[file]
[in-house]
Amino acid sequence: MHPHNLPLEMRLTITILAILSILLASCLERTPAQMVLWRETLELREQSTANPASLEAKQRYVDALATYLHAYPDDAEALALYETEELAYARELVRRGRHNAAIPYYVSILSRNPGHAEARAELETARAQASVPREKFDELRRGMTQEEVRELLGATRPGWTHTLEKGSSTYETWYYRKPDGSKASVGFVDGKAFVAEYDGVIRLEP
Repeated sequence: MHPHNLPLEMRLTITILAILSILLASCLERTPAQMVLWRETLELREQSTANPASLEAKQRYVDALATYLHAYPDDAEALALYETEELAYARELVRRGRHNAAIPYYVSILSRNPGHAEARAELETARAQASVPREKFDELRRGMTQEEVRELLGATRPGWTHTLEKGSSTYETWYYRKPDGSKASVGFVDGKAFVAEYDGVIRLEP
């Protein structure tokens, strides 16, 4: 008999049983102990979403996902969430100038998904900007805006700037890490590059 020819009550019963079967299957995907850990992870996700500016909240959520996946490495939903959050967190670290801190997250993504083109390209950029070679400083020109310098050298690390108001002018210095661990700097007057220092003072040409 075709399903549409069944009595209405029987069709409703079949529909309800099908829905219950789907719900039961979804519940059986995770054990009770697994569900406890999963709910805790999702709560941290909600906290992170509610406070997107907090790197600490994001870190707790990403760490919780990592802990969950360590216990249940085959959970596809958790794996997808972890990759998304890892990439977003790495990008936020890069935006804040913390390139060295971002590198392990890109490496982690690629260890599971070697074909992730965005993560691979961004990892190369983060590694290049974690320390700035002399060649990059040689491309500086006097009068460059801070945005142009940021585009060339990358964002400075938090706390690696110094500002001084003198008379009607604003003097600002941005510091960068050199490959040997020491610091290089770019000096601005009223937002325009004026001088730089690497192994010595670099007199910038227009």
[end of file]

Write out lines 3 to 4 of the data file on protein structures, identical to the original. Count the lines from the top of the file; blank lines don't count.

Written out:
Repeated sequence: MHPHNLPLEMRLTITILAILSILLASCLERTPAQMVLWRETLELREQSTANPASLEAKQRYVDALATYLHAYPDDAEALALYETEELAYARELVRRGRHNAAIPYYVSILSRNPGHAEARAELETARAQASVPREKFDELRRGMTQEEVRELLGATRPGWTHTLEKGSSTYETWYYRKPDGSKASVGFVDGKAFVAEYDGVIRLEP
């Protein structure tokens, strides 16, 4: 008999049983102990979403996902969430100038998904900007805006700037890490590059 020819009550019963079967299957995907850990992870996700500016909240959520996946490495939903959050967190670290801190997250993504083109390209950029070679400083020109310098050298690390108001002018210095661990700097007057220092003072040409 075709399903549409069944009595209405029987069709409703079949529909309800099908829905219950789907719900039961979804519940059986995770054990009770697994569900406890999963709910805790999702709560941290909600906290992170509610406070997107907090790197600490994001870190707790990403760490919780990592802990969950360590216990249940085959959970596809958790794996997808972890990759998304890892990439977003790495990008936020890069935006804040913390390139060295971002590198392990890109490496982690690629260890599971070697074909992730965005993560691979961004990892190369983060590694290049974690320390700035002399060649990059040689491309500086006097009068460059801070945005142009940021585009060339990358964002400075938090706390690696110094500002001084003198008379009607604003003097600002941005510091960068050199490959040997020491610091290089770019000096601005009223937002325009004026001088730089690497192994010595670099007199910038227009």